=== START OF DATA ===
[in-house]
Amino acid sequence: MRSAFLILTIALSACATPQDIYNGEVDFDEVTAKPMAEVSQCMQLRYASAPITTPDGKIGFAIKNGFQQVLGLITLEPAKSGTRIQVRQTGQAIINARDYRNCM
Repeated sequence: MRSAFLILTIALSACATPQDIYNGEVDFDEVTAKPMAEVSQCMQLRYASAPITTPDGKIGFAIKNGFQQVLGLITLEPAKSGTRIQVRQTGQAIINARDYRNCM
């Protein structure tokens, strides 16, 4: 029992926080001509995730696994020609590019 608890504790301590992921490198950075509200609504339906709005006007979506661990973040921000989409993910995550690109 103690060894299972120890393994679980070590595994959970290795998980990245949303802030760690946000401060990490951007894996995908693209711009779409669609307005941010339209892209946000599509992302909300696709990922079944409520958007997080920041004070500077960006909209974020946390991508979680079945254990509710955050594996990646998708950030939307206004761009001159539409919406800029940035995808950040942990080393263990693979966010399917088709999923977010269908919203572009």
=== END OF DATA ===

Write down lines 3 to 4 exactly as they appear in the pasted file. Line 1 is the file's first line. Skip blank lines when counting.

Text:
Repeated sequence: MRSAFLILTIALSACATPQDIYNGEVDFDEVTAKPMAEVSQCMQLRYASAPITTPDGKIGFAIKNGFQQVLGLITLEPAKSGTRIQVRQTGQAIINARDYRNCM
């Protein structure tokens, strides 16, 4: 029992926080001509995730696994020609590019 608890504790301590992921490198950075509200609504339906709005006007979506661990973040921000989409993910995550690109 103690060894299972120890393994679980070590595994959970290795998980990245949303802030760690946000401060990490951007894996995908693209711009779409669609307005941010339209892209946000599509992302909300696709990922079944409520958007997080920041004070500077960006909209974020946390991508979680079945254990509710955050594996990646998708950030939307206004761009001159539409919406800029940035995808950040942990080393263990693979966010399917088709999923977010269908919203572009």